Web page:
Wendy's book list on migrants and refugees in twentieth-century Britain

Wendy Webster Why did Wendy love this book?

I chose this memoir because it tells the compelling story of Germans and Austrians who joined the British forces to strike back against Nazi Germany—a story that is missing from most histories. First, they had to undergo many metamorphoses—a main theme of this memoir. Peter Masters—originally a member of a respectable Jewish family in Vienna—escapes to Britain and is a refugee from Nazi oppression, but in 1940 the British government identify him as an enemy alien and intern him. For his fourth metamorphosis he becomes a soldier in the British army, but the British government bans Austrians and Germans from bearing arms. After this ban is lifted there is a final metamorphosis when he joins a British commando unit. He writes, "The antithesis of 'lambs to the slaughter,' we fought and many of us died... Those who died preferred their fate to being gassed and cremated by the Nazi brute."

By Peter Masters,

Why should I read it?

1 author picked Striking Back as one of their favorite books, and they share why you should read it.

What is this book about?

The amazing, true story of a member of a secret World War II British commando unit, 3 Troop, 10 Commando.


Book cover of A Very Private Diary: A Nurse in Wartime

Wendy Webster Author Of Mixing It: Diversity in World War Two Britain

From my list on migrants and refugees in twentieth-century Britain.

Why am I passionate about this?

I’m a historian and writer and worked in universities all my life. I love writing and everything about it—pencils, pens, notebooks, keyboards, Word—not to mention words. I started writing the histories of migrants and refugees in twentieth-century Britain (and their entanglement with the history of the British Empire) in the 1980s and then kept going. When I studied history at university, migrants and refugees were never mentioned. They still weren’t on historians’ radar much when I started writing about them. Here I’ve picked stories that are not widely known and histories that show how paying attention to migrants and refugees changes ideas about what British history is and who made it.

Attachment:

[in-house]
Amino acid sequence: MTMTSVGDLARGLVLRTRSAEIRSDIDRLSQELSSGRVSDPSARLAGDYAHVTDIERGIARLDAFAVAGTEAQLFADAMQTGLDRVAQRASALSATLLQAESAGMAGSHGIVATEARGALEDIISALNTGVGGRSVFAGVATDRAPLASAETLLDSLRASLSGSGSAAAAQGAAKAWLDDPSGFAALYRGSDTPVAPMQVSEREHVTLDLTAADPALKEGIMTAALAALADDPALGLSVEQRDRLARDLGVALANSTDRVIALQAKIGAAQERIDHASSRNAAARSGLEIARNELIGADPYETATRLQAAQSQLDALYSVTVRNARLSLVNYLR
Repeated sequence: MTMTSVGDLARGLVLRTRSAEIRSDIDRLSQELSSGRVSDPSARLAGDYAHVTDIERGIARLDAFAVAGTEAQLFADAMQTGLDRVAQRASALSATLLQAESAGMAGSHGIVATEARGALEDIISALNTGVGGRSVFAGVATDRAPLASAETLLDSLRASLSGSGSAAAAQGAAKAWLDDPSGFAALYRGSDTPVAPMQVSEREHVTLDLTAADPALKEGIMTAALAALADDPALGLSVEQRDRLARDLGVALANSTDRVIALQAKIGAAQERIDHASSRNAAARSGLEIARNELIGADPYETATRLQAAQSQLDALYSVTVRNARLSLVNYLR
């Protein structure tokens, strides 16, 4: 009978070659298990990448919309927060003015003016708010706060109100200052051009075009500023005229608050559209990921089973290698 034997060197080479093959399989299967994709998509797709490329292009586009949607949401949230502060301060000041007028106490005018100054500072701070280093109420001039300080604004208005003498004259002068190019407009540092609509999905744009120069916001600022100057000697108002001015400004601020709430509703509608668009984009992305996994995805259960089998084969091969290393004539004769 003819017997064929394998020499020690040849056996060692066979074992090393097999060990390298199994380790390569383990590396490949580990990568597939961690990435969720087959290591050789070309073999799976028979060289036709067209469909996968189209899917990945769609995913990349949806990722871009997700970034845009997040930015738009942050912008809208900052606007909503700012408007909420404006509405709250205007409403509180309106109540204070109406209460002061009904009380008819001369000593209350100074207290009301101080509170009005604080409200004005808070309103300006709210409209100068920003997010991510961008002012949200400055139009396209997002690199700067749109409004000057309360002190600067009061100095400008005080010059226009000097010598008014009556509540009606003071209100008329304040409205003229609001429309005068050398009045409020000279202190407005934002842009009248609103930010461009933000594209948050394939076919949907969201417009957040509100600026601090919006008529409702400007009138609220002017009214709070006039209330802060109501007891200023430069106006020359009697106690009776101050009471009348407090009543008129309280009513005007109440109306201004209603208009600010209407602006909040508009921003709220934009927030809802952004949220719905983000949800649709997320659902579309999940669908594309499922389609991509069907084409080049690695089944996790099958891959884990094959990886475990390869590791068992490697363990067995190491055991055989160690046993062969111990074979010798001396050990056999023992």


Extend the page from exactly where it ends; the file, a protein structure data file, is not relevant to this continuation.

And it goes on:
Wendy's book list on migrants and refugees in twentieth-century Britain

Wendy Webster Why did Wendy love this book?

I chose Mary Morris’s diary because her writing is so engaging. She wrote in June 1940, "We are not allowed to go out with patients, or even speak to them on matters other than their treatment, Pierre is charming. I shall go out with him." In 1944 when she was nursing in Normandy she wrote, "A badly wounded cockney says 'thanks mate' to Hans as he gives him his tea and fixes his pillow. Why are they all so tolerant of each other inside this canvas tent, and killing each other outside?" Through her entries we meet all kinds of people, just like she did. The diary is also part of the history of Irish people in Britain. In the twentieth century the majority of Irish migrants were women, most of them young and single like Mary who was 18 when she arrived to train as a nurse—and was told…

By Mary Morris,

Why should I read it?

1 author picked A Very Private Diary as one of their favorite books, and they share why you should read it.

What is this book about?

The newly discovered diary of a wartime nurse - a fascinating, dramatic and unique insight into the experiences of a young nurse in the Second World War. Mary Mulry was eighteen years old when she arrived in London from Ireland to begin training as a nurse. The year was 1939. She had hoped for an adventure and a new start; she could not have predicted what the next seven years would bring. In this extraordinary diary Mary recorded in intimate detail her experiences as a nurse on the Home Front and later working on the frontline in Europe. In London,…


Book cover of Ten Pound Poms: Australia's Invisible Migrants

Wendy Webster Author Of Mixing It: Diversity in World War Two Britain